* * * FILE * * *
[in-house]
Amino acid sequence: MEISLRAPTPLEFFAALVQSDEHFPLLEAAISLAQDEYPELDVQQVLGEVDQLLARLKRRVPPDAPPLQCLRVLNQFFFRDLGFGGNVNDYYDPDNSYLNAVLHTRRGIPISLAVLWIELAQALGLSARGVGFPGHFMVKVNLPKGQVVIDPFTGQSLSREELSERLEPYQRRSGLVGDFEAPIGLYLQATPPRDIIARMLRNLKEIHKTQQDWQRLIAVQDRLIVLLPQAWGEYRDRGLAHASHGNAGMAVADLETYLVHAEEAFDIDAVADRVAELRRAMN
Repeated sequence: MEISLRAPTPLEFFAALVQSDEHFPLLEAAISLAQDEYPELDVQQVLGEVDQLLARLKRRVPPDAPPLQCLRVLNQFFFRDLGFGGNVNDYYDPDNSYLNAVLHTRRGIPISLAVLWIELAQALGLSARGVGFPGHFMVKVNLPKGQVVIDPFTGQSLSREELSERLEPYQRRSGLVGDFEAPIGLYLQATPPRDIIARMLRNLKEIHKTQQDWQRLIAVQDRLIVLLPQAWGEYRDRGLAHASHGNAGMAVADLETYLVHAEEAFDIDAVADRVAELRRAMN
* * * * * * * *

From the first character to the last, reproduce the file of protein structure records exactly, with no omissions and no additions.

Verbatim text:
[in-house]
Amino acid sequence: MEISLRAPTPLEFFAALVQSDEHFPLLEAAISLAQDEYPELDVQQVLGEVDQLLARLKRRVPPDAPPLQCLRVLNQFFFRDLGFGGNVNDYYDPDNSYLNAVLHTRRGIPISLAVLWIELAQALGLSARGVGFPGHFMVKVNLPKGQVVIDPFTGQSLSREELSERLEPYQRRSGLVGDFEAPIGLYLQATPPRDIIARMLRNLKEIHKTQQDWQRLIAVQDRLIVLLPQAWGEYRDRGLAHASHGNAGMAVADLETYLVHAEEAFDIDAVADRVAELRRAMN
Repeated sequence: MEISLRAPTPLEFFAALVQSDEHFPLLEAAISLAQDEYPELDVQQVLGEVDQLLARLKRRVPPDAPPLQCLRVLNQFFFRDLGFGGNVNDYYDPDNSYLNAVLHTRRGIPISLAVLWIELAQALGLSARGVGFPGHFMVKVNLPKGQVVIDPFTGQSLSREELSERLEPYQRRSGLVGDFEAPIGLYLQATPPRDIIARMLRNLKEIHKTQQDWQRLIAVQDRLIVLLPQAWGEYRDRGLAHASHGNAGMAVADLETYLVHAEEAFDIDAVADRVAELRRAMN